Finance Finance News Banks slash mortgage rates
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Banks slash mortgage rates

Commonwealth Bank
AAP
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Australians are being warned against diving in to fixed rate home loans despite the Commonwealth Bank sparking a price war and slashing its five-year rate.

The nation’s biggest lender sliced its five-year fixed rate to a record low 4.99 per cent on Wednesday, with National Australia Bank and Westpac quickly following suit to match their rival.

NAB also cut its three and four-year rates to further below the other major banks, sending them to their lowest level in 20 years.

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But non-bank lender Mortgage House went one step further and cut its fixed rate to 4.97 per cent.

The cuts have sparked suggestions of a price war to benefit borrowers.

20140512000951857309-originalThey came on the same day that higher-than-expected inflation figures appeared to reduce the chances of the Reserve Bank cutting the cash rate in the short term.

CBA said its rate cut would help more Australians buy their own property.

“This is a great opportunity for customers to lock in an extremely competitive rate for five years,” said the bank’s executive general manager of retail products Lyn Cobley.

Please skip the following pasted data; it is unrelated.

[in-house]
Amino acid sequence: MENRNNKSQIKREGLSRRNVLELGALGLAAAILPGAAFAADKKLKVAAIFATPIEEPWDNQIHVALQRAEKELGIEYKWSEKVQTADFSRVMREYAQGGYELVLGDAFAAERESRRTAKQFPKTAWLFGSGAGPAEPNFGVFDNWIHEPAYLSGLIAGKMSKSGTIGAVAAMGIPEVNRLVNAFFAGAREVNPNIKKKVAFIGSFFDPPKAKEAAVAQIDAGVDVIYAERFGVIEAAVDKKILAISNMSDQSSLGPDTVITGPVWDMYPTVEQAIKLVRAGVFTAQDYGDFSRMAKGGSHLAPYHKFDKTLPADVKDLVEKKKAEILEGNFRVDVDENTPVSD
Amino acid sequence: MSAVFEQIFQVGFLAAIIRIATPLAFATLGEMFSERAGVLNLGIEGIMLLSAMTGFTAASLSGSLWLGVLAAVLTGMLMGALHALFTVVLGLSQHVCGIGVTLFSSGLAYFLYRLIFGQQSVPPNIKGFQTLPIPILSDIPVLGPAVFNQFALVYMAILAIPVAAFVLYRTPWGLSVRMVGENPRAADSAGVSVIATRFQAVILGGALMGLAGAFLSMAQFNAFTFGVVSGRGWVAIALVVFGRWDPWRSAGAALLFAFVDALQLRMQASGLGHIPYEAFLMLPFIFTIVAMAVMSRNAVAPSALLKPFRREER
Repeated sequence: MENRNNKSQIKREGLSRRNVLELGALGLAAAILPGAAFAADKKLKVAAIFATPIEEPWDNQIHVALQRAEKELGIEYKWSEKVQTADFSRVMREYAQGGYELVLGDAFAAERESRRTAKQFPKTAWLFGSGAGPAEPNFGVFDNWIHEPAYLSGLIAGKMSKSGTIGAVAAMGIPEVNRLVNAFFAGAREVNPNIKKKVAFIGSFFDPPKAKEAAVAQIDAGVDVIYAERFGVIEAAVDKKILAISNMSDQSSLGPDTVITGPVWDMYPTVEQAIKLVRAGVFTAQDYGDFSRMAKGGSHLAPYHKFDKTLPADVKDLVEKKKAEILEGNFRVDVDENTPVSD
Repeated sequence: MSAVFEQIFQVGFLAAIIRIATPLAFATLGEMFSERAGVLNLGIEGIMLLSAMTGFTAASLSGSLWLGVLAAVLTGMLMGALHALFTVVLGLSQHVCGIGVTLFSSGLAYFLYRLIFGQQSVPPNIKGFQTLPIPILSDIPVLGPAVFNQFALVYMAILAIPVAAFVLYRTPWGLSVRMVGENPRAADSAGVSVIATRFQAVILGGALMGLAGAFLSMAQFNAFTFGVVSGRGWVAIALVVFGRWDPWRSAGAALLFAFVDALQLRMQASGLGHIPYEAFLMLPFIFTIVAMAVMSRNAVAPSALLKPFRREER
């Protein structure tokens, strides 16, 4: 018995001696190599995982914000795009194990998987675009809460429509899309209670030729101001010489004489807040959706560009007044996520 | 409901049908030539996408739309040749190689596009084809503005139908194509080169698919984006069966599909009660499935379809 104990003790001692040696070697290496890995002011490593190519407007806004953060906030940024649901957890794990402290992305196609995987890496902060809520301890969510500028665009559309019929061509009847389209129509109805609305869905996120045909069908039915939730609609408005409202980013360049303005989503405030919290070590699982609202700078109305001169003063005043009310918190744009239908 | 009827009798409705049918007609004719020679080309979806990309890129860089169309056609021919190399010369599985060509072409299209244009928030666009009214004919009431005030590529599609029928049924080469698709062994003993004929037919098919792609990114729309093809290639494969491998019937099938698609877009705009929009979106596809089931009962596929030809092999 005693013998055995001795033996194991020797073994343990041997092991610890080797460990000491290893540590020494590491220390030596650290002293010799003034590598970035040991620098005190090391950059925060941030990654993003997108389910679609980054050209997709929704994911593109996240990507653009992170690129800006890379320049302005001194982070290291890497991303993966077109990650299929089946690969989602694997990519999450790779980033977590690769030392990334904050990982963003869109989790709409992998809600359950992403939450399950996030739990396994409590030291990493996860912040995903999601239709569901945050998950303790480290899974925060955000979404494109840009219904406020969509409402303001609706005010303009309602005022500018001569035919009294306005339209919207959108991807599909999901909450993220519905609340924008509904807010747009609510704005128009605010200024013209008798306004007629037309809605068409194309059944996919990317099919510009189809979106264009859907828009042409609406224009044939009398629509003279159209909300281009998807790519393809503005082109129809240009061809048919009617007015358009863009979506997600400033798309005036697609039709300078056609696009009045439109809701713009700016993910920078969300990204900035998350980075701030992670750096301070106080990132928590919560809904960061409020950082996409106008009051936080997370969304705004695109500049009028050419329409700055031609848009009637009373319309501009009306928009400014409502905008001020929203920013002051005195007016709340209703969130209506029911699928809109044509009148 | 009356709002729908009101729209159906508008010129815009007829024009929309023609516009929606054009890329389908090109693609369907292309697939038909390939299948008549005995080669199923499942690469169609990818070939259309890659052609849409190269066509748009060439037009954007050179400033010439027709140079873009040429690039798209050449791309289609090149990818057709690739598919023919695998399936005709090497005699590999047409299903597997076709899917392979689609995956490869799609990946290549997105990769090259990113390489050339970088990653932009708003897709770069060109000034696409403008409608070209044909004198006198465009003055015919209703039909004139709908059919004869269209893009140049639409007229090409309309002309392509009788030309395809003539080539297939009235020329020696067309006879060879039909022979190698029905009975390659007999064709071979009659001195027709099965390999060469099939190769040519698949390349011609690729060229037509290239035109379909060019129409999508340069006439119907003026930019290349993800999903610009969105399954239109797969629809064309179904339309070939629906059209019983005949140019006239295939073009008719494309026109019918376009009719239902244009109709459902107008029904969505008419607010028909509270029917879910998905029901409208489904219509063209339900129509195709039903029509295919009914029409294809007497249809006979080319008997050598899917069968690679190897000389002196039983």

CBA’s reputation has been damaged in recent times by a Senate inquiry into fraud involving its financial planners.

Canstar senior financial analyst Mitchell Watson cautioned that people should be aware there can be hefty costs if they break or repay a loan before a fixed rate period is up.

“You may be up for break costs which, depending on the market situation at the time or market conditions can be quite a large sum or can be a small sum,” he told AAP.

“If they are looking to lock it in, they really need to be sure that they don’t anticipate any changes over the next five years in their personal financial situation.”

Examples included repaying the loan if you were moving house and upgrading or adjusting your finances because of a growing family or another reason.

He said while the number of borrowers locking in fixed rather than variable rates in the past two years had increased, it had recently been on the wane and they tended to go for one to three years rather than a five-year term.

“I guess we’re at a point now where the outlook is for rates to be on the increase,” Mr Watson said.

Finance comparison and review website Mozo’s director Kirsty Lamont said that she expected longer term fixed home loan rates to tumble across the board after the Reserve Bank recently hosed down expectations of rate rises in the next year.